Lorna Fitzjohn has taken over as Ofsted’s new director of FE and skills. She was previously deputy director for FE and ran operations in the Midlands for the watchdog. Here, FE Week reporter Freddie Whittaker asks Matthew Coffey’s successor a few questions as she begins in her new role.
Q: What are your priorities for your new role?
A: Ofsted’s last annual report highlighted reasons for optimism, with clear improvements in the FE sector, but we need to go much further and build on this achievement by addressing weaknesses that were also identified in the report. For instance, it highlighted that a high proportion of education and training in prisons is not good enough. We are taking measures to address this such as by carrying out improvement visits.
One of our national priorities is combating the variable quality of apprenticeship training. There are still too many providers who do not take into account the skills and employment needs of their local area and we need to work to ensure that there is stronger dialogue between employers and education providers.
The sector doesn’t stand still and we are taking a close look at the implementation of the new 16 to 19 study programmes, both in schools and FE, as well as the quality of teaching of English and mathematics.
Q: What will you do to improve Ofsted?
A: The effectiveness of Ofsted is quite obvious on a range of counts, whether judged by the colleges found to be inadequate or the impact of successive Annual Reports which have helped to determine the direction of government policy.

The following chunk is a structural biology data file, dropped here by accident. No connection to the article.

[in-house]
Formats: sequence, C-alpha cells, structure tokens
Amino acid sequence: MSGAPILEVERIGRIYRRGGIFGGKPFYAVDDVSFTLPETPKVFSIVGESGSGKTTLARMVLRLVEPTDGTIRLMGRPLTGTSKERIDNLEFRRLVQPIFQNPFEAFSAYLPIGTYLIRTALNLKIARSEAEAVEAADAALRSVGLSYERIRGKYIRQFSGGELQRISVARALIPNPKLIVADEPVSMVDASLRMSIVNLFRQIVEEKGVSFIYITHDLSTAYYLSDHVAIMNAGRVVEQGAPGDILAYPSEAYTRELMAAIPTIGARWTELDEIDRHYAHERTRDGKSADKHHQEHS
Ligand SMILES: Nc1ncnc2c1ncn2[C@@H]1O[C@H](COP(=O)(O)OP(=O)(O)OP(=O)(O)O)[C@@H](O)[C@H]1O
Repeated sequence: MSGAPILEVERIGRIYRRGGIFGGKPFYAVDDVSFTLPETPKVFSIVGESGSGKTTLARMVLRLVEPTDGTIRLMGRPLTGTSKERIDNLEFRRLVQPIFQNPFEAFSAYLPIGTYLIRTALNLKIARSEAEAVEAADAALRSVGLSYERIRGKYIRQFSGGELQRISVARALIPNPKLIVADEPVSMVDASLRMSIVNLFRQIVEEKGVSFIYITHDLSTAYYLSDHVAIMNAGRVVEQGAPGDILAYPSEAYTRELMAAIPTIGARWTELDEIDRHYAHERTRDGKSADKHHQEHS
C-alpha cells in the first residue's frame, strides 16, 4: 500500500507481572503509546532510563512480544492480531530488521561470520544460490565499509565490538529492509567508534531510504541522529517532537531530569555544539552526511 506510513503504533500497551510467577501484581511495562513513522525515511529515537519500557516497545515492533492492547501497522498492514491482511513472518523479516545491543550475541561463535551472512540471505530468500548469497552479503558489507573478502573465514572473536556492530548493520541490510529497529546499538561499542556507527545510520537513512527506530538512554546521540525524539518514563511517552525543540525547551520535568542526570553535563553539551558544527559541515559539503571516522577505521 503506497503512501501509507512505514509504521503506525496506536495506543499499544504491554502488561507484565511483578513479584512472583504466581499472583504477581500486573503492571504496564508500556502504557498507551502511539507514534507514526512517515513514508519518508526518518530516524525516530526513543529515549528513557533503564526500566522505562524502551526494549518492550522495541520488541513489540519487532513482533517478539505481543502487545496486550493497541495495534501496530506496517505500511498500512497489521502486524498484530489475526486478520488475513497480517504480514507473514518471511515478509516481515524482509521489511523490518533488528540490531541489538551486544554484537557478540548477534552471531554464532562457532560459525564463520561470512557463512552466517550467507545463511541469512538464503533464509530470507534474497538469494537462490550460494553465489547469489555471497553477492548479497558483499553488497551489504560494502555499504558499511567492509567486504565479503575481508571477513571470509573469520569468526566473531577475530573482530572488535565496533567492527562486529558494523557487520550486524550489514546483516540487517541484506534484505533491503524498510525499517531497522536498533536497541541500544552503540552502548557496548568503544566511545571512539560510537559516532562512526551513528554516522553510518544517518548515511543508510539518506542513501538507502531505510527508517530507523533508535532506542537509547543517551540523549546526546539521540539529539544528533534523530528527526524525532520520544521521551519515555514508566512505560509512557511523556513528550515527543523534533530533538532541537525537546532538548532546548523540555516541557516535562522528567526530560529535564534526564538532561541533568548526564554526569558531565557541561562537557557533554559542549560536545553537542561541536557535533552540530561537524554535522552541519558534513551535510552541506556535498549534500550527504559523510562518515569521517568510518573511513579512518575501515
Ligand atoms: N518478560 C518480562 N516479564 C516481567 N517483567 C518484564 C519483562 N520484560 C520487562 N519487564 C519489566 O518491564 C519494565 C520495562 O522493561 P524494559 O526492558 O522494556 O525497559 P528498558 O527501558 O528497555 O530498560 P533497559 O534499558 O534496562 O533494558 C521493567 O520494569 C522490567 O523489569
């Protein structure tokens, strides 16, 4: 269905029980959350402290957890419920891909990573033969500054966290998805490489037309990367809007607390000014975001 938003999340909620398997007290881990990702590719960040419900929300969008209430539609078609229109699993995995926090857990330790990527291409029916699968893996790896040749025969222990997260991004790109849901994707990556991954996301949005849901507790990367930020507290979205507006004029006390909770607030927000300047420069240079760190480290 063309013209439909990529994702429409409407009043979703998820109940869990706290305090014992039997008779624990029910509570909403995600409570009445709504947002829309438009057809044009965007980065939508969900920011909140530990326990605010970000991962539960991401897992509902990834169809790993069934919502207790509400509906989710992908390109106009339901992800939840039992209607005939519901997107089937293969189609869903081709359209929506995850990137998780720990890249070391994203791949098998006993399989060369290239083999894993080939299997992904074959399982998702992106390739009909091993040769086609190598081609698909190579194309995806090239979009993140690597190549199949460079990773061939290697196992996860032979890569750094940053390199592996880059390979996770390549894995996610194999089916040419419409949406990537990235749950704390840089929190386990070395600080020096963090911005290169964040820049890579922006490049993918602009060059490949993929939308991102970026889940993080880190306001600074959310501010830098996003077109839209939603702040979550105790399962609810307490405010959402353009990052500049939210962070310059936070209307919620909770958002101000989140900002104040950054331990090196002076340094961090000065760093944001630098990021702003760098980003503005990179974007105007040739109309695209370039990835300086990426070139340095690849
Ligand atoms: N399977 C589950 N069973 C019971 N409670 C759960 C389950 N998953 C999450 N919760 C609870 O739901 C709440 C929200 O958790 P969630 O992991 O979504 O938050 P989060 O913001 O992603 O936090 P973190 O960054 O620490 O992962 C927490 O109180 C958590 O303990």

It is important to remember that more learners are now attending an FE provider that has been judged either good or outstanding, so we are seeing results in the sector, partly due to the role Ofsted inspections play in helping providers identify areas for improvement. We expect our improvement activities in relation to providers judged to require improvement to bear fruit.
However, we cannot be complacent. We will be reviewing how best to inspect good and outstanding FE and skills providers in future, just as we are reviewing how to inspect good and outstanding schools. We also continue to use inspections to publish and identify good practice that can be shared across all providers in the sector.
Q: What will you do to help the FE sector to overcome its obstacles around poor career advice in schools?
A: The government very recently published its updated guidance for schools on providing young people with careers advice. Ofsted welcomed the stronger focus on ensuring schools know what to do in providing careers advice and guidance for their students as well as the greater flexibility outlined in the guidance to help meet the needs of students through the involvement of employers, careers professionals and the wider sector.
Ofsted will continue to take into account the effectiveness of careers advice when it inspects providers. We expect these measures to ensure that young people get impartial advice and give due consideration to the vocational pathway to employment and success.
Q: The Ofsted complaints process has been criticised. What will you do about it?
A: Complaints are, and will be, upheld where the evidence suggests we have not met those standards. Furthermore, if someone complains through our complaints procedure and are not satisfied they may have recourse to the Independent Complaints Adjudication Service for Ofsted (ICASO).
I would argue that complaints play an important role in informing our inspection development. Any lessons to be learned will be taken into account in our inspection process.